Point Park Conservatory's for colored girls who have considered suicide/when the rainbow is enuf is an earnest and occasionally inspired production of a flawed but important work.
The seven performers under the direction of John Amplas portray a dozen or so unnamed personas in Ntozake Shange's "choreopoem" about the joys and pains of being young, black and female in America.
Colored girls comprises a series of free-verse monologues and movement pieces, broadly progressing from childhood innocence to adult disillusionment, anguish and redemption. The performers are wrapped in Meredith Murphy's costumes of white fabric, with touches of color to denote their roles, which Shange identifies only as "woman in red," "woman in blue," etc.
At its best, Shange's writing flows like song lyrics, in sensuous street rhythms, and she's capable of brutal honesty, deep solace and heartbreaking vulnerability. Often, this passionate student cast harmonizes wonderfully. Kelsey Robinson ("blue") renders her solos especially well. Ingrid Alli ("yellow") charms in a movement passage as Sechita, Shange's embodiment of woman as mythic force. Another highlight is the "somebody almost walked off wid alla my stuff" scene, incisively performed by Da'Minique M. Williams.
Shange evokes the textures of emotion beautifully -- her women's pleasures and sorrows, from Latin music, sex and discovering a childhood hero in a library book to rape, abortion, abusive men and self-hatred. False-hearted lovers are told off with elegant dispatch as the women, individually and collectively, complete a journey toward realizing what the love they have to give is really worth. Joyousness is especially evident in a couple of group dance passages. These segments, with simple, affecting choreography by Ron Hutson, wordlessly complete this intermissionless 90-minute show, which Amplas paces briskly but sensitively.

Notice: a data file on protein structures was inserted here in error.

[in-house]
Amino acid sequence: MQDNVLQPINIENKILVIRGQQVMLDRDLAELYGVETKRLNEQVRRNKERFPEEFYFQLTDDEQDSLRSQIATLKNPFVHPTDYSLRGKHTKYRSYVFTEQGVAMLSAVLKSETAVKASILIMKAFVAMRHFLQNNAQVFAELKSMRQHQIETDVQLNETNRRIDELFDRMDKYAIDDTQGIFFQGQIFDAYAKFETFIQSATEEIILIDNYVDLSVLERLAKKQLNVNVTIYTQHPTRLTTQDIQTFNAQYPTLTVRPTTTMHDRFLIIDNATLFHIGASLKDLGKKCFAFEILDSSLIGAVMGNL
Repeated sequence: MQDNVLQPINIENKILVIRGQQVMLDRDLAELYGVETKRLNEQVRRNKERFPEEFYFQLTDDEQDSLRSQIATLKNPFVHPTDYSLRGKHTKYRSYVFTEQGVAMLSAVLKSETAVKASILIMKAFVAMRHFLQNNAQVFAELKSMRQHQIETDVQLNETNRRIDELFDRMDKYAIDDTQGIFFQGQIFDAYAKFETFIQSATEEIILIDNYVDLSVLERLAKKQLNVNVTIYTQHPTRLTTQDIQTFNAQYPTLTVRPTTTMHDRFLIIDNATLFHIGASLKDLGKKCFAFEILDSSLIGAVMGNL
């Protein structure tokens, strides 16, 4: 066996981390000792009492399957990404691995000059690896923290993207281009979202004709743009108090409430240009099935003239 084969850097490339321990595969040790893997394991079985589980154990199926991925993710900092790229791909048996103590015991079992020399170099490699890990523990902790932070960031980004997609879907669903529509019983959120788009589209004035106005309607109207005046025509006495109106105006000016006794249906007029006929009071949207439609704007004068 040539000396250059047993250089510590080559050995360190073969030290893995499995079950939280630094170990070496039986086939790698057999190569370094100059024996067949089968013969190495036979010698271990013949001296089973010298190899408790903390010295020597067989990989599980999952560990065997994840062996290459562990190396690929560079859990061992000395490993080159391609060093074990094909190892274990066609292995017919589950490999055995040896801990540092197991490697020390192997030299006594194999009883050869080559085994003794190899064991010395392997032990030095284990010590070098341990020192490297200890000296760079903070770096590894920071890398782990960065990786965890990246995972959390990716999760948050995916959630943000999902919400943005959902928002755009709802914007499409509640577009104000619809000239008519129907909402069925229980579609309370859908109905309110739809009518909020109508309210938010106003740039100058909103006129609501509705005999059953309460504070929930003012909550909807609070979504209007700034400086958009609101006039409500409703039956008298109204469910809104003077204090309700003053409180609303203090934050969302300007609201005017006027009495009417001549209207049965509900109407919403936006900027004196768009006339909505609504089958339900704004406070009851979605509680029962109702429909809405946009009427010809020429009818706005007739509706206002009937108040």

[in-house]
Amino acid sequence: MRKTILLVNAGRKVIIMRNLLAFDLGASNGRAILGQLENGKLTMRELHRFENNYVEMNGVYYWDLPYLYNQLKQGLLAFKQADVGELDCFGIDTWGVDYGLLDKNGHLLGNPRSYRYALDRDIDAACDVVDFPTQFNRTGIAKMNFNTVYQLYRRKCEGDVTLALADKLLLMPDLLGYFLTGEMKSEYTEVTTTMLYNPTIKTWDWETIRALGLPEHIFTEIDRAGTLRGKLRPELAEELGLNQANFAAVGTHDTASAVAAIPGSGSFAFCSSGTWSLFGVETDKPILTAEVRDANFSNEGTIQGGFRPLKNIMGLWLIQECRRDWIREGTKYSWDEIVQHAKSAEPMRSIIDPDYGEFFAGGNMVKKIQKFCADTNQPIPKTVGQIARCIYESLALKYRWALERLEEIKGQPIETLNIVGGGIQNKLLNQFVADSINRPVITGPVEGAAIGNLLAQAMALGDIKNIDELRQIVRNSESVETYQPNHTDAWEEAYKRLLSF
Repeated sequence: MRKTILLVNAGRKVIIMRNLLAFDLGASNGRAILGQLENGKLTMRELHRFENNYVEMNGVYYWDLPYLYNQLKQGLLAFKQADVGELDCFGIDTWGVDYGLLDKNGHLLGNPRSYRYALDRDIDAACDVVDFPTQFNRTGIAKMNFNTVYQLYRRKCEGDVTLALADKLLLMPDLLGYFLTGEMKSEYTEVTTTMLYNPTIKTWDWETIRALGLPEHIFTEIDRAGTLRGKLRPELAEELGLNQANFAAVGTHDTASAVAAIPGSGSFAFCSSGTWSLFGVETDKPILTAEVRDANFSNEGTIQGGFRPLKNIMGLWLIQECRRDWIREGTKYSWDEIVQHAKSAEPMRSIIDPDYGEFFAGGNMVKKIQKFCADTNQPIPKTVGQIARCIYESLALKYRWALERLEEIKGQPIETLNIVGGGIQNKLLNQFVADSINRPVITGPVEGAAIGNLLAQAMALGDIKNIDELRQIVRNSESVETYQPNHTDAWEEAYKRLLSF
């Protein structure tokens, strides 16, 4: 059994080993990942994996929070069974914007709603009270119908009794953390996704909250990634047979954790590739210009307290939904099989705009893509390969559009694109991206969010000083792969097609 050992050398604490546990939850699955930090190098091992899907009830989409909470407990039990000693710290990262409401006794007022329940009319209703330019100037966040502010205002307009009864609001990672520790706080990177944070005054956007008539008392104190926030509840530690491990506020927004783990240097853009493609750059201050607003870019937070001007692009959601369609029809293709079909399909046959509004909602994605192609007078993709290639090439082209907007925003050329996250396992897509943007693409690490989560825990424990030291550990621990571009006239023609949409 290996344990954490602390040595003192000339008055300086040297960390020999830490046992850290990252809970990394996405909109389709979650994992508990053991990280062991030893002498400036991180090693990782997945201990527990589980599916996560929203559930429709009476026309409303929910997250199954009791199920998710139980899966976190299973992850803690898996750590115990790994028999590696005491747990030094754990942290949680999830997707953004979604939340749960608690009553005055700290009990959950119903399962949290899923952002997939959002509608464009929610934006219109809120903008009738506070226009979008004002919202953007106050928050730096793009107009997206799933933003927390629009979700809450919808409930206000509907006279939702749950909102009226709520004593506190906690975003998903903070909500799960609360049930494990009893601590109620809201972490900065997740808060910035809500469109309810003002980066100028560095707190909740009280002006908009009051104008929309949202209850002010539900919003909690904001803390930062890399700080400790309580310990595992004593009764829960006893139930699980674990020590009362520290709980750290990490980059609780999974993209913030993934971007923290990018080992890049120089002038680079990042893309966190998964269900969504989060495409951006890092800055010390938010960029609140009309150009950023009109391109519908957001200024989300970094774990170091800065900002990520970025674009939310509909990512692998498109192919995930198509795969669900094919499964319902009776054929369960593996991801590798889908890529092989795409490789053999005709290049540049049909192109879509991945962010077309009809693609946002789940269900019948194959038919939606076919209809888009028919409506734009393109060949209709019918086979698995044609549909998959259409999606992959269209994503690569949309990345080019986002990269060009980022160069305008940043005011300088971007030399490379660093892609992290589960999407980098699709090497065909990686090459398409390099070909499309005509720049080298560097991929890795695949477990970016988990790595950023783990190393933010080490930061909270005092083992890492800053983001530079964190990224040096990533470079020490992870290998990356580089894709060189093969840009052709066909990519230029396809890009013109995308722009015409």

Colored girls, which premiered on Broadway in 1976, is a cultural touchstone. It's easy to see why: Stage works written expressly from a feminist African-American woman's point of view are rare enough even today.
For as compelling as colored girls often is, though, Shange is better at communicating experience than she is at telling stories: Most of her monologues start by heading in one direction and then simply proceed, without twist or counterpoint, to the expected destination. Often that destination is raw melodrama. Even its admirers wouldn't rate "colored girls" high on irony; Shange knows whose side she's on, and expects us to join her. When her women earn the play's prize (self-acceptance), it's through sheer expressive force rather than any real drama.
For colored girls ... continues through Sun., April 22. Pittsburgh Playhouse, 222 Craft Ave., Oakland. 412-621-4445 or www.pittsburghplayhouse.com